csmelix,  I'll bet Guest1 has over 1000 clients..unless he decides to help a new broker out and give him/her clients which is often encouraged at Jones.  I am back up to 825 acct's and approx 500 HH's.  I still accept anybody..and that may never change.   I do however agree with you 100% on a smaller fee based book is better on many levels than a larger comm based book.  Better for both the client and the advisor.  It's getting there that I have the problem with. 

Guest1's picture
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CS, I don't recall answering your question. Only to say (quite typically I might add) is that the only thing you really harped about was YOU the advisor making money. You did not say a word about the clients best interest. but don't worry, Zacko is a much better writer and covered your mistake.
Zacko, I have less than 500 HH and slightly more than 300 HH. I agree with ML or SSB. Just pointed that out because someone insinuated that I was STUCK at Jones. 500 HH is too many and if you are accepting anyone as you say, what service can you honestly provide?
 
 

moneyadvisor's picture
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csmelnix wrote:Guest 1 - I can't believe you would ask such a dumb question.  You definitely don't get it.  Tell me how having 1000 clients can in any way be in the best interest of your clients.  You can't possibly service them like they deserve.  Having a book of only 200-250 clients gives you the ability to service the hell out of them.  You really kill me with that question.  And like I asked earlier on a different forum....how much of your business do you structure to make sure money comes due and you can reinvest for some more commission.  That is the product of your beast you affiliate with and the problem with their restraints on your business.  Wake up, my questions proposed are exactly for the best interest for the client.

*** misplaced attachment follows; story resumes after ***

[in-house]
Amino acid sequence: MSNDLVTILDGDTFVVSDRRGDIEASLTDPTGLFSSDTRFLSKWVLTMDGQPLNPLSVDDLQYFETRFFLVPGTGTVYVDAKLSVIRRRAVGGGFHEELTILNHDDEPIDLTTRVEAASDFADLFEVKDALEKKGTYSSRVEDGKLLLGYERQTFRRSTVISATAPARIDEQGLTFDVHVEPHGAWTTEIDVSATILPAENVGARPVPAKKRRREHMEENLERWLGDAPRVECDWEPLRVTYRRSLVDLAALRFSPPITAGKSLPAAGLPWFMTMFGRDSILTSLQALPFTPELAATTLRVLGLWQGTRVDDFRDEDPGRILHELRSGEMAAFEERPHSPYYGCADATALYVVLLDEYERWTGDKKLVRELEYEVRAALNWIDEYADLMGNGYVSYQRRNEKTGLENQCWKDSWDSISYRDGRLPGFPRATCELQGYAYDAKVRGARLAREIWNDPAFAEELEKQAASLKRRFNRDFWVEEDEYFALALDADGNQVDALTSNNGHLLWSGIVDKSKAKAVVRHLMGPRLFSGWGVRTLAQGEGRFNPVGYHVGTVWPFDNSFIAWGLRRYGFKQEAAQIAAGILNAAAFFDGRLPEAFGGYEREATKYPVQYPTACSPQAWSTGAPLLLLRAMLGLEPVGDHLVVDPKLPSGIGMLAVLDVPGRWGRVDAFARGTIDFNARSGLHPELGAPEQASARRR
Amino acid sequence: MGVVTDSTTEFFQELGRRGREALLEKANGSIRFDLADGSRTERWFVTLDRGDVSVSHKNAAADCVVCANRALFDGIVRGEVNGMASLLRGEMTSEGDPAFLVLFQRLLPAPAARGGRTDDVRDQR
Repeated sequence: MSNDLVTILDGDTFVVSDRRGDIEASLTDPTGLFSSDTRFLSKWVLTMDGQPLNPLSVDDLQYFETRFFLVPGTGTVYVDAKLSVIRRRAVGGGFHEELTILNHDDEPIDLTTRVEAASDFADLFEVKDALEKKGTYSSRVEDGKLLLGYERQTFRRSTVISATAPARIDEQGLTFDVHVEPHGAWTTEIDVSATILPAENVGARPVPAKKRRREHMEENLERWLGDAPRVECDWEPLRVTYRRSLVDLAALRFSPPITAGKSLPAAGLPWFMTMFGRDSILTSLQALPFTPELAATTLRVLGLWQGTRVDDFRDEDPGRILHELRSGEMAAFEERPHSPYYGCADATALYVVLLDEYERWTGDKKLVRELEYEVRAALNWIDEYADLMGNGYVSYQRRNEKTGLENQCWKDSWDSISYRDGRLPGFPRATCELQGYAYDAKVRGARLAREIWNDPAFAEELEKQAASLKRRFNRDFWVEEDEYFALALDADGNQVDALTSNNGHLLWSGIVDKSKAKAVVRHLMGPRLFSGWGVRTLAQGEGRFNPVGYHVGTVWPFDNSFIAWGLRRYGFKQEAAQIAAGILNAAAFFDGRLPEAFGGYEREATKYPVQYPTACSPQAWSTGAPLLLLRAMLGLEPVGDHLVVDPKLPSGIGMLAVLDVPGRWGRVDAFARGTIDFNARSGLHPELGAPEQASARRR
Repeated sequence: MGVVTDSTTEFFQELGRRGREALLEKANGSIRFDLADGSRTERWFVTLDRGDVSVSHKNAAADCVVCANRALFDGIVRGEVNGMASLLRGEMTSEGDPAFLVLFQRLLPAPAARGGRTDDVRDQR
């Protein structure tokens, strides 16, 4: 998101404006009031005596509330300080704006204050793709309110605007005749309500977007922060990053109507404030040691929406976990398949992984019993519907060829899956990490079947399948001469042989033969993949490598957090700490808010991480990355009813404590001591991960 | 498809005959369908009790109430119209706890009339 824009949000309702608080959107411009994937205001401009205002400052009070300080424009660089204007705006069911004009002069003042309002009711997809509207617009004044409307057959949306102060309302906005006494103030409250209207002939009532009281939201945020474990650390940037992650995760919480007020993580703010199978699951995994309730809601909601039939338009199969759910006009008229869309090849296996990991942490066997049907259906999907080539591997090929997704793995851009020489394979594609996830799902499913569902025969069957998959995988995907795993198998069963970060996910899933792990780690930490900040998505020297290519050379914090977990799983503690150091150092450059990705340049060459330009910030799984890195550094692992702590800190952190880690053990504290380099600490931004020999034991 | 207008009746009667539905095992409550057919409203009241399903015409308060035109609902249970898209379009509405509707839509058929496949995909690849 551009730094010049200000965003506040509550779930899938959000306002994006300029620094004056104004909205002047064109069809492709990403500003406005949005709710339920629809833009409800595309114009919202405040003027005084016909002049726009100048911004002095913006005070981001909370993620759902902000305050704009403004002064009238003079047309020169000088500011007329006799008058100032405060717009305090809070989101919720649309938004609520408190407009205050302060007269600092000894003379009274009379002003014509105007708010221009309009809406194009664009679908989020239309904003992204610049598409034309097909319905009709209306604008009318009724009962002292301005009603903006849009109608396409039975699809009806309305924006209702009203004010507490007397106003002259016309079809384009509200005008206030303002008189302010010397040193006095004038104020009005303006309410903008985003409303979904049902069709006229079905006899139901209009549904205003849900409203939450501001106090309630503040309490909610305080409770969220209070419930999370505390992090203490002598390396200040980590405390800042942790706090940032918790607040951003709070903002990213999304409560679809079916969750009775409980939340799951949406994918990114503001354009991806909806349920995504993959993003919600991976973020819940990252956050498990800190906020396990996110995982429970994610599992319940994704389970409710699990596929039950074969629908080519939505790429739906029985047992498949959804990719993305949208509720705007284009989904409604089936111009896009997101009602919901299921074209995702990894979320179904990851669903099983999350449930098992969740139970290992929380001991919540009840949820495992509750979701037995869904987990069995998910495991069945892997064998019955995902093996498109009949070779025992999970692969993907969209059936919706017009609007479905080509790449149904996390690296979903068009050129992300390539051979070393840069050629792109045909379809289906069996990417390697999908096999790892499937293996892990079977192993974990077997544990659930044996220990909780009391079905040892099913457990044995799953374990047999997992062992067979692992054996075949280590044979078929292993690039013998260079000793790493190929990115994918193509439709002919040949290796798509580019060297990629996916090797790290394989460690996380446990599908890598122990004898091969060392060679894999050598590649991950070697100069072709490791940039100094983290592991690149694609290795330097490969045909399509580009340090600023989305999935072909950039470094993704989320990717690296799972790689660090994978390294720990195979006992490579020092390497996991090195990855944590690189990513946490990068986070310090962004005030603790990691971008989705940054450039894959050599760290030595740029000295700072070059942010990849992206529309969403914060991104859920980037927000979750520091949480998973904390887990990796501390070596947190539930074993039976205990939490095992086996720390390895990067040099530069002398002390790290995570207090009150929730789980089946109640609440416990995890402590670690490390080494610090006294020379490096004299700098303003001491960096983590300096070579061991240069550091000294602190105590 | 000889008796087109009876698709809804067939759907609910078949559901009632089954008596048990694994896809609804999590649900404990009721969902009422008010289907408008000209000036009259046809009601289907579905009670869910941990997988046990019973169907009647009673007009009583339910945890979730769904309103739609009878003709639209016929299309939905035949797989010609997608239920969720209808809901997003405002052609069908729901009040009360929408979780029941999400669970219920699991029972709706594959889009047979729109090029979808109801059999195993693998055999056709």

The "ideal book" of 200 - 300 clients is BS. There are very few Superbrokers, or retiring vets, who can actually play that game. This is an idea spread by losers who do inspirational seminars to our industry, and are completely out of touch with being a retail broker. Don't believe everything you read and are told.
Not all clients want service. Give me 2,000 $100,000 accounts of "c" share business (that's 2 milly a year), that only need a phone call, 3 times a year. These people don't want to get together. Don't get me wrong - I am all about servicing my clients & no, I don't really want 2,000 $100,000 accounts, but I can appreciate how this is valuable business. I will add this type of account to my book all day long.
The whole industry has gone so overboard on trying to be all things to all people. Yes, we have come a long way from pushing product, and the relationship is sacred. But, be independent thinking enough to recognize that, a big chunk of your clients see you as there broker, and nothing more. They don't want you at their daughters wedding, nor do they want to run their checking account and mortgage through you. Some....yes, and you might try to develop deeper relationships.....but having 1,000 clients that  get adequate service, and good solid investments is fine.